Artist and writer Dorothea Tanning grew up in Galesburg, Illinois, and spent almost 30 years living in Paris, before moving to New York City. Tanning started writing poetry in her late ’80s, and her work was subsequently published in the Yale Review, the New Yorker, Poetry, and the New Republic. Her first collection of poems, A Table of Content, was published in 2004.
The epigraph to A Table of Content comments that “it’s hard to be always the same person.” Tanning’s poems have been described as “collages, softly surreal, delicately personal” by Louis McKee of Library Journal.
Tanning was associated with surrealism early in her career; she was married to the artist Max Ernst and was acquainted with Man Ray, George Balanchine, Truman Capote, Virgil Thompson, and Igor Stravinsky. Her artistic accomplishments included painting, printmaking, sculpture, set design, and costume design, and her work was exhibited in the Guggenheim Museum, the Metropolitan Museum of Art, the Tate Modern, and the Philadelphia Museum.
Before turning to poetry in the late 1990s, Tanning completed a collectionof “twelve outsized, hauntingly erotic flower paintings,” as described by Jane Kramer in the New Yorker. The paintings were published in Another Language of Flowers: Paintings (1998), accompanied by poems from writers she admired, including her friend and mentor James Merrill.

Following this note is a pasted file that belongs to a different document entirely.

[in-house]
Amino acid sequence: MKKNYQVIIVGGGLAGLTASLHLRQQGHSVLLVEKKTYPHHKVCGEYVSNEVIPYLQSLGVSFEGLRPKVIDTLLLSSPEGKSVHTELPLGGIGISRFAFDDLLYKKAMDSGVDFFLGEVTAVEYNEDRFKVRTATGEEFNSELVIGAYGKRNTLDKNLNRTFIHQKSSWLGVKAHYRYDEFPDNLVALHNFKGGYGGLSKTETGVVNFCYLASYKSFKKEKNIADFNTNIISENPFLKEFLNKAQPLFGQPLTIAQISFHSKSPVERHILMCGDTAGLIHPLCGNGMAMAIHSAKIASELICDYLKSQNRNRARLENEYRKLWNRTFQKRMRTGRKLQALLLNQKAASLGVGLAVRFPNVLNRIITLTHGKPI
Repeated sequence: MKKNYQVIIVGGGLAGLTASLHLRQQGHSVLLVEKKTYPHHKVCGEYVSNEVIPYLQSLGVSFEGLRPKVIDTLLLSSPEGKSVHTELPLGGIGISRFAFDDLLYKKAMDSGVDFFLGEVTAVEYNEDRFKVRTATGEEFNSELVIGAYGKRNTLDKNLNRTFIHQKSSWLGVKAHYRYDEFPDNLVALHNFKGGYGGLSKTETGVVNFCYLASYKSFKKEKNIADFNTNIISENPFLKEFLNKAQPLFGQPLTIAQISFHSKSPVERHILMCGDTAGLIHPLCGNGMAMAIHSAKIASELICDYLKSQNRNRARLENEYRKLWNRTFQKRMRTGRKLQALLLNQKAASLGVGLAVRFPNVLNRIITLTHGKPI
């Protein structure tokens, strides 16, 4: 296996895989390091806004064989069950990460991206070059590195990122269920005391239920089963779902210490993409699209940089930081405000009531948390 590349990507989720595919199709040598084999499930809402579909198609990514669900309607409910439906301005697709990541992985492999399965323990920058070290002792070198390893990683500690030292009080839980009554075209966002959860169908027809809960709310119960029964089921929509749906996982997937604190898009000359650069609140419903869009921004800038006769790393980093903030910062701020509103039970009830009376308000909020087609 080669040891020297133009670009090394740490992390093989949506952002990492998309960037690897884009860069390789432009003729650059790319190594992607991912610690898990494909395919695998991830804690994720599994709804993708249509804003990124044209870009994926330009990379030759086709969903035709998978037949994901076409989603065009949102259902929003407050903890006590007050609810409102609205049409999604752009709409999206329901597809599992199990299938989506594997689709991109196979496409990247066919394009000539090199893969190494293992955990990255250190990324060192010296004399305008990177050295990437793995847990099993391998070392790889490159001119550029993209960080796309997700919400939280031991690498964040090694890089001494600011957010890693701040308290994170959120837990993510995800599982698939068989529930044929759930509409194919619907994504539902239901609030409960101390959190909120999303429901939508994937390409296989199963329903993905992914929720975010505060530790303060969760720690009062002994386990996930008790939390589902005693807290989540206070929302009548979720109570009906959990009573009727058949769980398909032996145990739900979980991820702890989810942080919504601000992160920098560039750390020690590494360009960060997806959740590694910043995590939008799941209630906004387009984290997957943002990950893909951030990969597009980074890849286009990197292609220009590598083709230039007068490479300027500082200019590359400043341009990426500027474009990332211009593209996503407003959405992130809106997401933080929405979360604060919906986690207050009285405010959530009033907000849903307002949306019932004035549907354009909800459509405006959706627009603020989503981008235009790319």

Tanning was the author of the memoir Birthday (1986), expanded and reissued as Between Lives: An Artist and Her World (2001), of which Donna Seaman observed in Booklist: “Tanning uses language like paint, limning scenes dreamy in hue yet acute in detail and metaphoric in their images.” In 2004 Tanning published her first novel, Chasm: A Weekend. In 2011, Graywolf Press published Tanning's next book of poetry, Coming to That. She died in 2012 at the age of 101.